Elephant seal tracking reveals hidden lives of deep-diving animals

Researchers at UC Santa Cruz, who pioneered the use of satellite tags to monitor the migrations of elephant seals, have compiled one of the largest datasets available for any marine mammal species, revealing their movements and diving behavior at sea in unprecedented detail.

Social Security: fixing the glaring gap for women

Women typically receive less from Social Security than men, with millions of widows and women of color falling into poverty in old age, according to a UCSF study presented at a Congressional briefing.

Biodiversity loss ranks with climate change and pollution in terms of impacts to environment

A study published by an international research team at UC Santa Barbara has found that loss of biodiversity impacts the environment as significantly as climate change and pollution.

Game on! Researchers use online crowd-sourcing to diagnose malaria

UCLA researchers have created a crowd-sourced online gaming system in which players distinguish malaria-infected red blood cells from healthy ones by viewing digital images obtained from microscopes.

Study finds big benefits for students, taxpayers and state from funding of higher education

UC Berkeley researchers conclude that graduates of UC and California State University systems provide ongoing returns to the state that average $12 billion a year.

New avocado rootstocks are high-performing and disease-tolerant

Rootstocks can help control Hytophthora root rot, UC Riverside scientists found.

IceCube experiment gives insight into origin of cosmic rays

A UC Berkeley physicist and eight students and post-docs are part a collaboration conducting cosmic ray research at the South Pole.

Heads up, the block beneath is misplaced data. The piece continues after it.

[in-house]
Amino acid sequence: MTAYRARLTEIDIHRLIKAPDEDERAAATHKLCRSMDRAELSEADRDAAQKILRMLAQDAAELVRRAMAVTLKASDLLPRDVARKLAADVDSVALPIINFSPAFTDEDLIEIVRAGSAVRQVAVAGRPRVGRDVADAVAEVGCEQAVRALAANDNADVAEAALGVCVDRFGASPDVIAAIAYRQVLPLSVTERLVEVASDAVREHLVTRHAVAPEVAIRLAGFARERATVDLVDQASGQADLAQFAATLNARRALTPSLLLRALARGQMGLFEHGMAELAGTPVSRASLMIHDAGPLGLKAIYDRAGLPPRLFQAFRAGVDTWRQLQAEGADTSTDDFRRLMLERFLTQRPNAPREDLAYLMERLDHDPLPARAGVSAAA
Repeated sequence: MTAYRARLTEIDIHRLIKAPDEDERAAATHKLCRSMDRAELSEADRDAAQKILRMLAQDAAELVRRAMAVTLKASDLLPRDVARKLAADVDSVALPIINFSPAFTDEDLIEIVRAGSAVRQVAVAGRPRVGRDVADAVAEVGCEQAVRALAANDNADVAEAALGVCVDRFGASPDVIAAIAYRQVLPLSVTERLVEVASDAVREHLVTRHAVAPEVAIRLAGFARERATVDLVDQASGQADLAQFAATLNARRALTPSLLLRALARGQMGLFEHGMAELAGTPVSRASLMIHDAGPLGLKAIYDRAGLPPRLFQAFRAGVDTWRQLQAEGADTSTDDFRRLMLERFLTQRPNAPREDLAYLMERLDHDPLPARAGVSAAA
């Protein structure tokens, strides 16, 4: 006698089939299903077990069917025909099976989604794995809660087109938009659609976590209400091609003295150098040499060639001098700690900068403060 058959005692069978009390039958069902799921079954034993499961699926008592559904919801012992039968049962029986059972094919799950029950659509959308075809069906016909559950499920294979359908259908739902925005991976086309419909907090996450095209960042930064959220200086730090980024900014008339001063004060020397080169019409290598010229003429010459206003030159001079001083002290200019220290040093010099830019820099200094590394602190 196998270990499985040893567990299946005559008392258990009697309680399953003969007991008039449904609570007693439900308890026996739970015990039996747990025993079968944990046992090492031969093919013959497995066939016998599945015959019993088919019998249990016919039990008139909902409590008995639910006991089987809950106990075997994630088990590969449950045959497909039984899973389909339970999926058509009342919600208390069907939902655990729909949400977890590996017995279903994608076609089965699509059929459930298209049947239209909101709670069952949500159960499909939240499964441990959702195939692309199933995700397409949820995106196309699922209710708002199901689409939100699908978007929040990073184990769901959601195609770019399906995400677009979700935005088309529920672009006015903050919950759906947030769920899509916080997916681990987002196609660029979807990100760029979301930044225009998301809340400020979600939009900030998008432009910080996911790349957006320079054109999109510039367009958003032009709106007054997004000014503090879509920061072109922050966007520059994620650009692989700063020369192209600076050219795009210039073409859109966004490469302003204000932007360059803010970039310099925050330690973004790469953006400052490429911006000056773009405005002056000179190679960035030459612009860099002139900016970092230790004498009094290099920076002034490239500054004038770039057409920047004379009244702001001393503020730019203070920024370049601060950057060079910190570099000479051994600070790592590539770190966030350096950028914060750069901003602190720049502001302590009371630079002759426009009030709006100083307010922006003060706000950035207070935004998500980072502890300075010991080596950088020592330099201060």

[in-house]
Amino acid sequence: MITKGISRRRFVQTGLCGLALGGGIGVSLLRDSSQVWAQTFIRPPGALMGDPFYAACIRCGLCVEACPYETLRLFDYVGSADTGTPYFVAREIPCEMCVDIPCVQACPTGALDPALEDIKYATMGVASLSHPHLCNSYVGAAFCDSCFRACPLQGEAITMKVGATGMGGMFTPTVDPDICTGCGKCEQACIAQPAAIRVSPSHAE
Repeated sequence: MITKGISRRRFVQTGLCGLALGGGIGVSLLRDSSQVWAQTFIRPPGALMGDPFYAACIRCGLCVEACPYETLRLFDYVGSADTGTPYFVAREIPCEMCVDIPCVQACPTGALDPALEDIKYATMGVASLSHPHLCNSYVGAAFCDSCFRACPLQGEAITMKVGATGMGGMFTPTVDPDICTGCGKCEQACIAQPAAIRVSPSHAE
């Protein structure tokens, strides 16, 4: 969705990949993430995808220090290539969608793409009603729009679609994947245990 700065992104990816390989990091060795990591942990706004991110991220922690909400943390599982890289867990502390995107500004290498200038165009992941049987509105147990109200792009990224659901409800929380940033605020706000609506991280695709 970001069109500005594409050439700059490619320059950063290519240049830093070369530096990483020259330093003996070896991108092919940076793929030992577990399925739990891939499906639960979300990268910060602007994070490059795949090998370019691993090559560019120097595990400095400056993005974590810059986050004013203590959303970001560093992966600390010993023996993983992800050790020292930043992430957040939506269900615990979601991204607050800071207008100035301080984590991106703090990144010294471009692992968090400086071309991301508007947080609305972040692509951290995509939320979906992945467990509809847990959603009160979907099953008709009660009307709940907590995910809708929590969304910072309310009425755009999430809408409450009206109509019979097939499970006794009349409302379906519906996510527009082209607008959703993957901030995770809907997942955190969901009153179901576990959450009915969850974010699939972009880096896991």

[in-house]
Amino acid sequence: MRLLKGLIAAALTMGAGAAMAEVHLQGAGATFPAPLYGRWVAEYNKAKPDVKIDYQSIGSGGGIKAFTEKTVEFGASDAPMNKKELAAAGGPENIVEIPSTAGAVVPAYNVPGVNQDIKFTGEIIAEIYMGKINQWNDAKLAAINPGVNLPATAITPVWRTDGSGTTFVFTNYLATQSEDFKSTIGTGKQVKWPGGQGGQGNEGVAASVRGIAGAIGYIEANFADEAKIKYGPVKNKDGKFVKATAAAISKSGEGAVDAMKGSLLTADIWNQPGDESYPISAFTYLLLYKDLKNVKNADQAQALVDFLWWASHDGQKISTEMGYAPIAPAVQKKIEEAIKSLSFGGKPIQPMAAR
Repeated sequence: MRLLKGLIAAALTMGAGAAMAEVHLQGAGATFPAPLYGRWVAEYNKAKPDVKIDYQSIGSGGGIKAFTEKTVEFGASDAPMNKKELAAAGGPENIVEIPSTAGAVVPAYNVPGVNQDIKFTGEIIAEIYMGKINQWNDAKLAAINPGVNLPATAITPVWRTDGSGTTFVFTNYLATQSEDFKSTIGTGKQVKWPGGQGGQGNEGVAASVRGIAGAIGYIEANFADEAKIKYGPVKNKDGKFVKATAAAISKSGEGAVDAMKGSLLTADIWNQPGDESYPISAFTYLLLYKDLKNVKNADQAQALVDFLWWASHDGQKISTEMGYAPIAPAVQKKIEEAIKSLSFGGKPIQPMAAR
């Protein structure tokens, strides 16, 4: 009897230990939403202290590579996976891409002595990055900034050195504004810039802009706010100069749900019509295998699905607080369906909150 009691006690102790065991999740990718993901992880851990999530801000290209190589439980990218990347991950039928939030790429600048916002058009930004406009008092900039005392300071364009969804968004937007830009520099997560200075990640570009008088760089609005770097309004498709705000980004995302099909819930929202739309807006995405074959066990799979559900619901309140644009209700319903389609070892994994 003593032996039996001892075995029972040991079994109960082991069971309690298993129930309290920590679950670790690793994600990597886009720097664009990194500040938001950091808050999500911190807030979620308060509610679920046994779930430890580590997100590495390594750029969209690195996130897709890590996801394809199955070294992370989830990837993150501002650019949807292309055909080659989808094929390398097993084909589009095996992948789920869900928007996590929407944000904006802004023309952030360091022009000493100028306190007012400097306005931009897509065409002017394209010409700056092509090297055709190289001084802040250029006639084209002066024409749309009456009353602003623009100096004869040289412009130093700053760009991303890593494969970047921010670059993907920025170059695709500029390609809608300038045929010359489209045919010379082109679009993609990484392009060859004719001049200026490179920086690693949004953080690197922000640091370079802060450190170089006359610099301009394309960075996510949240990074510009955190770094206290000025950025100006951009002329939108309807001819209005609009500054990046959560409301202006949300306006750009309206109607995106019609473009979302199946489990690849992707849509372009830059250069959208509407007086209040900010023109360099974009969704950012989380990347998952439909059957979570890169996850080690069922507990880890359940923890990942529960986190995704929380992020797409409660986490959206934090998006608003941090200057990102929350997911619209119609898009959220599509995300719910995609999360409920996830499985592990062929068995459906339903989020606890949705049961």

Modest alcohol use lowers risk and severity of some liver disease

People with nonalcoholic fatty liver disease who consume alcohol in modest amounts are half as likely to develop hepatitis as non-drinkers with the same condition, report UC San Diego scientists.

UCSF artificial kidney project tapped for accelerated FDA program

An effort to create an implantable artificial kidney for dialysis patients has been selected as one of the first projects to undergo more timely and collaborative review at the FDA.

Researchers detect 'hypervirulent'' salmonella bacteria

A recent discovery has given UC Santa Barbara researchers a means to potentially prevent food poisoning outbreaks from powerful salmonella bacteria strains.

UC Berkeley leads $4 million program to train slum health researchers

With a $4 million NIH award, UC Berkeley and three partner institutions are establishing a new program to train researchers who can tackle global health challenges specific to slum dwellings.

Engineering researchers use electricity to generate alternative fuel

A UCLA team has demonstrated for the first time a method for converting carbon dioxide into liquid fuel isobutanol using electricity.

Meditation improves emotional behaviors in teachers, study finds

A novel UCSF study, in collaboration with Buddhists, found that schoolteachers who underwent a short but intensive program of meditation were less depressed, anxious or stressed and more compassionate and aware of others' feelings.

Introducing birth control in mosquitoes